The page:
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Penn State Football: The (Good) Problem With No. 2 QB Tommy Stevens

by on August 13, 2017 9:00 PM

Tommy Stevens can run. (Boy, can he ever.)

But in 2017, he can no longer hide.

Penn State's backup quarterback has the potential to be one of the bigger surprises in Joe Moorhead's offensive bag of tricks.

But he isn't all that easy to miss. 

After all, he's 6-foot-4 and nearly 230 pounds. And come to think of it, he's not exactly hidden, either.

Watch this game tape from the Penn State-Iowa game last year:

In that game, Stevens lined up in the slot to the right and ran a jet sweep to the left, covering about 52 yards to go 13, while plowing over five Iowa Hawkeyes on his way into the Beaver Stadium south end zone for six points.

And then there's this tape of Stevens in the snow, sleet and rain against Rutgers. In that game, Stevens faked it to Andre Robinson, went off-guard, slid past a big Knight and went six yards for another six.

In all, Stevens carried the ball 21 times for 198 yards in 2016 — third-most for the Nittany Lions, behind guys named Saquon and Trace. Stevens averaged 9.4 yards per carry, had the two TDs and ran for nine first downs — an exceedingly high per-carry success rate.

Almost half of his runs — 10, to be exact — were for eight yards or more: They broke down, and he broke free, this way: -1, -1, 0, 1, 1, 3, 4, 4, 4, 5, 6, 8, 9, 11, 12, 12, 13, 13, 18, 31 and 45 yards.

He can throw the ball, too — although he passed just three times in the 2016 regular season, completing a 26-yarder to Irv Charles for yet another first down and a 10-yarder to Irvin Paye. He did complete 17 of 24 passes for 216 yards in April's Blue-White Game, with three TD tosses.

TWO QBS IN 2017?

Penn State's offensive coordinator could have Moor(head) in store for 2017.

"We saw the touchdown that Tommy scored in the Iowa game," Moorhead told me when we chatted on media day last weekend. "We had it in some other game plans and there wasn't really a time that was right to get it into the game. It's something we're going to work on. It's something that if you game plan correctly and call correctly it's difficult to defend."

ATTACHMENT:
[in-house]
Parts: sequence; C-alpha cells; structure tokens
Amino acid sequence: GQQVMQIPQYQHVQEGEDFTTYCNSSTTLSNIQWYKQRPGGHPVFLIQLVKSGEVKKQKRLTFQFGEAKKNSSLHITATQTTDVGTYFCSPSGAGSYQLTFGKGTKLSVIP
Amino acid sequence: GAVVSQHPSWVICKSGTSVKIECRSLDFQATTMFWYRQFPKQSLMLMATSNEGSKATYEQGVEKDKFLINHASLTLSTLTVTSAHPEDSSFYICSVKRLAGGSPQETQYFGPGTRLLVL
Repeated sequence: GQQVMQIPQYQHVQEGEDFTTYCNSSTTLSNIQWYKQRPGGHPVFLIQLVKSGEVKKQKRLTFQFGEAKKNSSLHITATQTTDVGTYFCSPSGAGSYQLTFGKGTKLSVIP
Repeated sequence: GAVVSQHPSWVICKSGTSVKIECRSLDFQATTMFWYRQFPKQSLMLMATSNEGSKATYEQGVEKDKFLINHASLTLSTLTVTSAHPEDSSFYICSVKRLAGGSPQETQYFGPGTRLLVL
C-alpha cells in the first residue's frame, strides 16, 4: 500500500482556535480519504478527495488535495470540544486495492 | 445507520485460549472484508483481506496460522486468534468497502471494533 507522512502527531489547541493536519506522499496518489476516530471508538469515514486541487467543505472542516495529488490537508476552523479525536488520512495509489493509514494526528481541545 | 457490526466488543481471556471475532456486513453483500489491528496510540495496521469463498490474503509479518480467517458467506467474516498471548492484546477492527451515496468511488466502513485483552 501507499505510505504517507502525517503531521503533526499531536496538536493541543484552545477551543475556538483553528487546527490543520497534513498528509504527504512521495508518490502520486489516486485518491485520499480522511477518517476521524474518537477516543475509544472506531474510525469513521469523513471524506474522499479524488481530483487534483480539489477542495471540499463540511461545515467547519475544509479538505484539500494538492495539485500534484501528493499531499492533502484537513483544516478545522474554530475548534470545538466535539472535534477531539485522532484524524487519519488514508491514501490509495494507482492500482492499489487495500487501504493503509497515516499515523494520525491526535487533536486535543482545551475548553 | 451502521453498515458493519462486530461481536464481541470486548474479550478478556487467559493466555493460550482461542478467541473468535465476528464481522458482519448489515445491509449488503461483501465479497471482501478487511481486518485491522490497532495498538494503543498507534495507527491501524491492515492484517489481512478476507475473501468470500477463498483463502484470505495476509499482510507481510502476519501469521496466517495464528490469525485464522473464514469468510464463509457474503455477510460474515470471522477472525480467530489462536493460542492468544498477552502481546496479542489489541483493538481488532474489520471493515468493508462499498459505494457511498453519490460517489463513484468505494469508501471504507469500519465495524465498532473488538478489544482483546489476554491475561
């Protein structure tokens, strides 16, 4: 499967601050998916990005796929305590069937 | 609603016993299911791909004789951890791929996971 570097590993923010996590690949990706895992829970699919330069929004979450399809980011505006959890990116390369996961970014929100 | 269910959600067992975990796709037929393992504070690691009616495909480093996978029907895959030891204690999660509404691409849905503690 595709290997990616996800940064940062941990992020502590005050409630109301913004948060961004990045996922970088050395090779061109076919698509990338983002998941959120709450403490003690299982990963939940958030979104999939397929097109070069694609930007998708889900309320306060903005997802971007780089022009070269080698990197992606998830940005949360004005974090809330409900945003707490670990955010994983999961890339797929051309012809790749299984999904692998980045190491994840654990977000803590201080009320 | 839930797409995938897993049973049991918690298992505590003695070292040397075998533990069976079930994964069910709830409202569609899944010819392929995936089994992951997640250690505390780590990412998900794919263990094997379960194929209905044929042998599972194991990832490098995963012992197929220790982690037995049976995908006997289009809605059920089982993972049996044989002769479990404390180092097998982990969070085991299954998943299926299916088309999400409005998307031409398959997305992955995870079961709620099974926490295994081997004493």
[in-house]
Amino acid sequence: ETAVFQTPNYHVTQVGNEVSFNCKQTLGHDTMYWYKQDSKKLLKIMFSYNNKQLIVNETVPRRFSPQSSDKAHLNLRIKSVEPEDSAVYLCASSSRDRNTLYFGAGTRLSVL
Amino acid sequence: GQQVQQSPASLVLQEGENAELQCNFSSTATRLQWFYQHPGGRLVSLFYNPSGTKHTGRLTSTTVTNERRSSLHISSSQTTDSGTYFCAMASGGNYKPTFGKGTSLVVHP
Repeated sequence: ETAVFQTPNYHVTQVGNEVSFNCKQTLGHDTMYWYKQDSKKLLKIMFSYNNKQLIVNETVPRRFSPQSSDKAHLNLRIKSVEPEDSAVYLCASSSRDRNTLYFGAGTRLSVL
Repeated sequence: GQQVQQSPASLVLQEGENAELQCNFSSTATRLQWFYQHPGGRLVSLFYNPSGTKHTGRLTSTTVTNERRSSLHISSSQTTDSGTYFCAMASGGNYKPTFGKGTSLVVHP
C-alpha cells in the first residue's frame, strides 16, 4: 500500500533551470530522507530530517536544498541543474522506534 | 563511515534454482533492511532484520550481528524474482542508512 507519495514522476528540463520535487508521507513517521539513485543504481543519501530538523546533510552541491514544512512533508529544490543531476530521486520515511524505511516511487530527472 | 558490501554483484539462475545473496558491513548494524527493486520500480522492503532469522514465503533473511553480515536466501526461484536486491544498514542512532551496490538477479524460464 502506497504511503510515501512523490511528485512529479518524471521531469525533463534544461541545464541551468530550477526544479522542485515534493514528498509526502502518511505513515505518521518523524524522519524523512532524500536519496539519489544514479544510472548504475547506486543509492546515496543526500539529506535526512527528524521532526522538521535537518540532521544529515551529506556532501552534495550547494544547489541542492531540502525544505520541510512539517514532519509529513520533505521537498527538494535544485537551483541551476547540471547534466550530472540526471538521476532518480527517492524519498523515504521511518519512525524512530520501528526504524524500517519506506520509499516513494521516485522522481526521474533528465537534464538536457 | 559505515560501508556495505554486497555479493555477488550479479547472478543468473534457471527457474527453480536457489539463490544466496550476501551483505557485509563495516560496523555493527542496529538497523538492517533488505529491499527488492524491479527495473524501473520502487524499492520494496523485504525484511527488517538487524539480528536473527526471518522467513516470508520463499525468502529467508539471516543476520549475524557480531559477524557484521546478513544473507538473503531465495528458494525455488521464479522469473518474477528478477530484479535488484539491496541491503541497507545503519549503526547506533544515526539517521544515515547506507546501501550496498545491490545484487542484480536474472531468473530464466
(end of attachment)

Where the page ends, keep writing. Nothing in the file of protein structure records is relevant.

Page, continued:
Defending two quarterbacks on the field at the same time can be a challenge. Stevens was in the game along with starting quarterback Trace McSorley when he scored against Iowa. There is the potential for more of that in 2017.

As I reported back in May ("Here's How Joe Moorhead Can Deploy McSorley & Stevens in the Same Backfield"), Princeton very effectively uses two quarterbacks on the field to run its sophisticated offense. In fact, the No. 2 Princeton quarterback last season, John Lovett, was the Ivy League Offensive Player of the Year in 2016. Frequently lining up with starting QB Chad Kanoff, Lovett ran 98 times for 411 yards and 20 TDs, and caught 26 passes for 235 yards.

What I didn't tell you was this:

Moorhead knows all about the Princeton offense. (Boy, does he ever.) Studied it when he was head coach at Fordham. Had a hand in developing it. Worked with former Princeton O-coordinator James Perry and O-line coach Ed Morrissey to refine it. (Both coaches went to Bryant College in New England in the off-season.) You should know this about Morrissey: He coached the O-line at Oregon when Chip Kelly was the Ducks' head coach and spread offense savant, and in a number of sessions shared those principles with Moorhead.

What JoeMo will tell us is this:

"We have a great relationship with James Perry, who was the offensive coordinator at Princeton and he's now the head coach at Bryant. Eddie Morrissey was their offensive line coach. In our time at Fordham we would do staff visits. We'd go see them, they'd come see us. The two-QB package — we both discussed it and researched it. They moved on to make it a much bigger part of their package at Princeton."

But the scheme has stayed with Moorhead.


So, will it be Moor(head) of a priority to get Stevens in a game in 2017, whether singularly or with McSorley?